Start Strong, Finish Strong: Prescriptions for a Lifetime of Great Health by Cooper and Cooper, M.D.s. Oh, joy! My very own book that will explain to me why health concerns demand that my taste buds never actually take pleasure in another morsel of food, ever again. And I'm certain that if I follow all their instructions to the letter, God will postpone the day of my death until He and I can come to some mutual agreement on the matter. Yippee again!!

And, last but not least...um...you realize that's just a colloquialism.....

The Second Edition of Trouble With the Tulip by Frank S. Page, Ph.D. Here, at last, is a book I know I will read carefully, and the bonus is it's a book that I would never have spent my own money on, so I'm praising God's Providence!

The wise man observed that, of the making of books there is no end. I'm thinking he must've been mournfully massaging his temples when he groaned that proverb.

7 comments:

Rhett said...

Gordan,

I have a theory that the guys from Tominthebox wrote Trouble With The Tulip and tricked Page into signing his name to it.

Why?

Because there's no way man with doctorate could write something like that and be serious while doing it. It's probably the best Christian comedy ever written. Like a Monty Python version of a theological critique.

Get ready for the greatest laughs of your life!

Joshua A. Hitchcock said...

I have to agree with Rhett...I found my self baffled that any man could seriously write the words he did...and mean them. O.S. Hawkins isn't that bad...I'd give his a shot...the whole Ant thing probably isn't as bad as you think. Its' probably actually really good. Dr. Russell Moore, the dean of the school of theology, has done a sermon called, "What we can learn from Ants?" Based on a particular proverb and it was really good., and biblical, and theological. Don't give up on Hawkins just bc the title is stupid.

C.T. Lillies said...

So whats the replacement list? If these titles are so bad (and it appears that they are) which nine books would you give to every pastor in a particular state?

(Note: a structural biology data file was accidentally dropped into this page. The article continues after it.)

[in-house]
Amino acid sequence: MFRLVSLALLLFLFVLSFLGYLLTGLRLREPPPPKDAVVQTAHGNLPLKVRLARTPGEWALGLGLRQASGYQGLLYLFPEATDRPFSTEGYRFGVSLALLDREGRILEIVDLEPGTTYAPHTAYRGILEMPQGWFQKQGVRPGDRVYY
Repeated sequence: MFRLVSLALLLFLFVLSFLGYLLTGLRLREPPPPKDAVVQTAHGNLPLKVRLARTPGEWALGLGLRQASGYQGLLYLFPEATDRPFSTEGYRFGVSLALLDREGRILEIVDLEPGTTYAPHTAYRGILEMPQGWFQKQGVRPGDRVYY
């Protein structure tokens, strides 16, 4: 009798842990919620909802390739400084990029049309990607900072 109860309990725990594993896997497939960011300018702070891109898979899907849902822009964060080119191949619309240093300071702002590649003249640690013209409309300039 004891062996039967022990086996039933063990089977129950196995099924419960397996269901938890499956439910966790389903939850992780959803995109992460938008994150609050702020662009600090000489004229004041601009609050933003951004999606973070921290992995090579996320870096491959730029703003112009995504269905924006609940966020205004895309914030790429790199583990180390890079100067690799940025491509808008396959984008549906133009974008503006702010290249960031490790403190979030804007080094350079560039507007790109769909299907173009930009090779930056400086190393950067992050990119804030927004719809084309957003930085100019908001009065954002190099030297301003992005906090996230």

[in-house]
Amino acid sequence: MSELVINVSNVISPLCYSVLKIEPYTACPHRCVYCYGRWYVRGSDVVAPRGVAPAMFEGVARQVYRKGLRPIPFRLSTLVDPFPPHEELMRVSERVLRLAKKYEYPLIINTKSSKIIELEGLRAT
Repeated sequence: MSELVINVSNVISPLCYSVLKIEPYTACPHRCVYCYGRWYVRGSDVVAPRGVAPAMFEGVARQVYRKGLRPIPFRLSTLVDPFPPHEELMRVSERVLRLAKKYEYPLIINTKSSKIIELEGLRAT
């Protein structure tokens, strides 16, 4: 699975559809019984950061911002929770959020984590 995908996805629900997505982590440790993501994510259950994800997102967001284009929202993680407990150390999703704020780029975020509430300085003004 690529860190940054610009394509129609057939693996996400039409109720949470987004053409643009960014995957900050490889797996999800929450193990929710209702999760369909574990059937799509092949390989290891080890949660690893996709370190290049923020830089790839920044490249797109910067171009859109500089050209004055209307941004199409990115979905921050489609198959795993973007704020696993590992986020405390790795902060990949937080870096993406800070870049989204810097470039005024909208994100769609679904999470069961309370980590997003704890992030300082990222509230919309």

Reformed Renegade said...

I only recognized one of those authors and that's only cuz his name appeared on a blog I was reading the other day. I looked him up on the 'net - I wasn't impressed.
You could use these to prop up your bookcase that's full of good stuff, no?

Gordan Runyan said...

CT Lillies, I didn't say they were bad books: I gave my first impressions of them, without having read them. I think I made that clear.

But from the titles and authors, can you see any that you think would provide the battle-weary pastor with spiritual weapons? Do you see bountiful meals of meat and wine, milk and honey? Any that would inspire the man of God to thunder from the pulpit, or to pray ferociously for revival?

I honestly don't.

You asked for a replacement list, one that I would send if I could. Here is what immediately springs to mind:

Foxe's Book of Martyrs

"The Holy Spirit" by John Owen

Anything by AW Tozer, but especially The Pursuit of God and The Holiness of God

Pilgrim's Progress by John Bunyan

Maybe a single-volume systematic theology by someone generally respected in whatever denomination. I'm thinking in particular of Grudem's. (Thanks again, Rhett, by the way.)

"The Law, the Gospel, and the Modern Christian" edited by W. Strickland

"Feed My Sheep: A Passionate Plea for Preaching" featuring Piper, Mohler, Sproul, Duncan, MacArthur, et al.

"Morning and Evening" by CH Spurgeon, if you MUST send a devotional...

The latest edition of "The Kingdom of the Cults"

"How Shall We Then Live" by F. Schaeffer

Anything from James R. White, but especially his books on Catholicism, KJV Onlyism, and "The God Who Justifies" and "The Potter's Freedom"

That's eleven, not nine, but for my money, any one of those I've listed would immediately lay more coals on the pastor's fire than all the ones I got put together. (Not that I'm not thankful...)

C.T. Lillies said...

Good list.

I see Mama taught you good manners. Smile and be thankful. Its kind of like that time you got a box of underwear for Christmas...

Gordan Runyan said...

I'm well-practiced...still get underwear for Christmas, but usually with a Dallas Cowboys star, so I'm okay with it.